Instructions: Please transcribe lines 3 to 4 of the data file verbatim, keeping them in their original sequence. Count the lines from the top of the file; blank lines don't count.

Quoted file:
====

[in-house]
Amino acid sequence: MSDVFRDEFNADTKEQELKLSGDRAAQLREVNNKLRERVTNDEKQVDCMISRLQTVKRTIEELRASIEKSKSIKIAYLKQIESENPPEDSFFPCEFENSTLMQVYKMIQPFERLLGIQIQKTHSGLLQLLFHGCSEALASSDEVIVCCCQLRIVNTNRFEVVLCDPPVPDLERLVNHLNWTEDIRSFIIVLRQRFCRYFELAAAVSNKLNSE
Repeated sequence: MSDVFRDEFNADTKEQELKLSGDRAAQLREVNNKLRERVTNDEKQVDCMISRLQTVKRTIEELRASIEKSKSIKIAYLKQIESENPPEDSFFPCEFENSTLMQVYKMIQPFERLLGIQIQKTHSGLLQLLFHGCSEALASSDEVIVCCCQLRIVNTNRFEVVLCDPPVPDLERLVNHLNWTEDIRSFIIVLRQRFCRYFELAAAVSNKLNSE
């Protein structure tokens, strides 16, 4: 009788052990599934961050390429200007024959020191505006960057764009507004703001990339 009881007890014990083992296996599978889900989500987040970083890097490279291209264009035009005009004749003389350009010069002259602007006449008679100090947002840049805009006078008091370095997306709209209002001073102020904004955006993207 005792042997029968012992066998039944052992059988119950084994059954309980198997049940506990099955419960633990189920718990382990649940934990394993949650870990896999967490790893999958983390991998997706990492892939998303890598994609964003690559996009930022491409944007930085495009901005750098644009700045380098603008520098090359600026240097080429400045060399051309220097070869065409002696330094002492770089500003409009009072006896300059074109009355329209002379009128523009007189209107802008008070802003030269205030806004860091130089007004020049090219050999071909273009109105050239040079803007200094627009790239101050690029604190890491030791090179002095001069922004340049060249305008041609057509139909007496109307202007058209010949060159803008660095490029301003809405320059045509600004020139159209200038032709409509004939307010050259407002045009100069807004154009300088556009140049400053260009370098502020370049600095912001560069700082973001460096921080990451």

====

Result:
Repeated sequence: MSDVFRDEFNADTKEQELKLSGDRAAQLREVNNKLRERVTNDEKQVDCMISRLQTVKRTIEELRASIEKSKSIKIAYLKQIESENPPEDSFFPCEFENSTLMQVYKMIQPFERLLGIQIQKTHSGLLQLLFHGCSEALASSDEVIVCCCQLRIVNTNRFEVVLCDPPVPDLERLVNHLNWTEDIRSFIIVLRQRFCRYFELAAAVSNKLNSE
């Protein structure tokens, strides 16, 4: 009788052990599934961050390429200007024959020191505006960057764009507004703001990339 009881007890014990083992296996599978889900989500987040970083890097490279291209264009035009005009004749003389350009010069002259602007006449008679100090947002840049805009006078008091370095997306709209209002001073102020904004955006993207 005792042997029968012992066998039944052992059988119950084994059954309980198997049940506990099955419960633990189920718990382990649940934990394993949650870990896999967490790893999958983390991998997706990492892939998303890598994609964003690559996009930022491409944007930085495009901005750098644009700045380098603008520098090359600026240097080429400045060399051309220097070869065409002696330094002492770089500003409009009072006896300059074109009355329209002379009128523009007189209107802008008070802003030269205030806004860091130089007004020049090219050999071909273009109105050239040079803007200094627009790239101050690029604190890491030791090179002095001069922004340049060249305008041609057509139909007496109307202007058209010949060159803008660095490029301003809405320059045509600004020139159209200038032709409509004939307010050259407002045009100069807004154009300088556009140049400053260009370098502020370049600095912001560069700082973001460096921080990451």